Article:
do you have a cocoon of safety?

There have been some noises recently about writers blaming magazine editors for their failure to get published. Apparently, in case you didnt know this yet, and notice my tongue is firmly in cheek, there is a conspiracy that prevents new writers from getting published. On a more serious note, fellow ex-OWW-er Ann Leckie discussed coping mechanisms for writers who suffer lots of rejections and not much success. For obvious reasons, she suggested that lashing out at editors on a public site is probably a bad idea.

I’ve thought about these coping mechanisms, and one of them is the cocoon.

Let me explain.

Do you have a tight-knit group of writers who first joined XX workshop about the same time you did? Do you always/mostly read their work and give them supportive commentary? Do you as a group band together when someone, mostly someone who hasn’t been at the site/workshop for as long as you have, and ‘obviously’ doesn’t know the ‘rules’, gives any of your group an ‘unnecessarily’ harsh review? Do you all agree and chime in that this person is an idiot and excessively rude to boot, and none of you will ever return their reviews?

If you’ve answered yes to most of these questions, then you have a cocoon, a place where you can slip after your confidence has taken a beating, and where everyone will confirm that yes, you are a good writer, and the world out there is just full of idiots.

Cocoons are very useful. Often, these people will be your friends for much of your writing career. They give you safety, and a place to run where you can be sure that people are nice to you. That’s fine, but they’re a coping mechanism, and it’s good to realise what’s happening.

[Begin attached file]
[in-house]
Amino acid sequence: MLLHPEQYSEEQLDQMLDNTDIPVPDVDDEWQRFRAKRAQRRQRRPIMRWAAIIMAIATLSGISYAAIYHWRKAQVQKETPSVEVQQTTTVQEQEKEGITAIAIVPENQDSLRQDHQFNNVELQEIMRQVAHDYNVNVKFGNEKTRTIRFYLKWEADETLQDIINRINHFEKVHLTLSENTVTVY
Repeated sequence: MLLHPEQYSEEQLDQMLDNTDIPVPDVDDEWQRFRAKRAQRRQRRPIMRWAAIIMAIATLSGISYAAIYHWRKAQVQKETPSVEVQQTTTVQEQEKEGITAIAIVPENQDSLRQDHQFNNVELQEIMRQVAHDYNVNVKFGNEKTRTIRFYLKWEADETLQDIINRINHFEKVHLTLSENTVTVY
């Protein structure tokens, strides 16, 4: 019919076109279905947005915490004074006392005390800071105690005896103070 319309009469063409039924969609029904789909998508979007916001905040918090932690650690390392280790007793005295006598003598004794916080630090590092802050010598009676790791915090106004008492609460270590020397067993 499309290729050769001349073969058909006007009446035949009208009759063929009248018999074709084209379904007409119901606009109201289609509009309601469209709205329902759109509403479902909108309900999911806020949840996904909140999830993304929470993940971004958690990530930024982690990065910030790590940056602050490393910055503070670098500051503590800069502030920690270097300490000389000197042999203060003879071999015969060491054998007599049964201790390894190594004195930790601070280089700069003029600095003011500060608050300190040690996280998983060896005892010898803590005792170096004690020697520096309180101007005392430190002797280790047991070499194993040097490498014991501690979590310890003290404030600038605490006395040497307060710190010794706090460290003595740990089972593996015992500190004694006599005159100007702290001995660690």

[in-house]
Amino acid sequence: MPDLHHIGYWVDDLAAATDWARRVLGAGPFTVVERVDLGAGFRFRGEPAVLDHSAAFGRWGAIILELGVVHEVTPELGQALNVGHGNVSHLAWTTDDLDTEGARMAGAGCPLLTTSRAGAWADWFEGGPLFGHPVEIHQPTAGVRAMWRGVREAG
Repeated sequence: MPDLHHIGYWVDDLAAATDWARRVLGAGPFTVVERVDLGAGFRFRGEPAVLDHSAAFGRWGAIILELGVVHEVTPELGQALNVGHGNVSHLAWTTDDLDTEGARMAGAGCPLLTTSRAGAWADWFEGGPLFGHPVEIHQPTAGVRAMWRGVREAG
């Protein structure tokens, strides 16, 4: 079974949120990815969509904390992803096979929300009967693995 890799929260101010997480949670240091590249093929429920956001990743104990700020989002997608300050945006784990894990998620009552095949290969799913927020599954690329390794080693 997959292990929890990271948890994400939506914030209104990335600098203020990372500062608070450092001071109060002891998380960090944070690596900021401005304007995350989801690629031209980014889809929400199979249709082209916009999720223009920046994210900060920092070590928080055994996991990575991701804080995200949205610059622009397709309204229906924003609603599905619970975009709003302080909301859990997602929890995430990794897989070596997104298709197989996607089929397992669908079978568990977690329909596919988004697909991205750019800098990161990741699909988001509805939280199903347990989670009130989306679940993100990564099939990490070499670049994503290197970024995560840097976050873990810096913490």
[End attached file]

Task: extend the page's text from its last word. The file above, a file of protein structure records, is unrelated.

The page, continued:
To make progress in your writing, there comes a time you must step outside the cocoon and face the harsh world. Keep the cocoon and take shelter when life is temporarily too hard, but don’t confuse your cocoon with the general readership, or with possible reactions from agents and publishers.


5 comments on “do you have a cocoon of safety?

  1. In a way, the blogosphere is that cocoon for a lot of writers. We’re all wanting to be nice, and encouraging. When people post their work, we say nice things about it, and don’t offer unasked for advice (mostly).

    I’d say don’t trust the blogosphere as evaluators of your writing skill. Let a critique group or the pros (editors and agents) do that for you.

    • The blogosphere, or your group of writing friends. If you become friends with someone, it’s very hard to poke holes in their work, unless that function remains the basis of your friendship.

      I think in order to improve, you need to put new feelers out all the time, attract new people who can offer new angles on your work.

  2. Excellent article.
    I get rejected all the time. Take it on the chin and send more stuff out.
    Polish your material. Listen to what the editors say when they tell you why your stuff was rejected.

    As the article says, cocoons are fine… up to a point.


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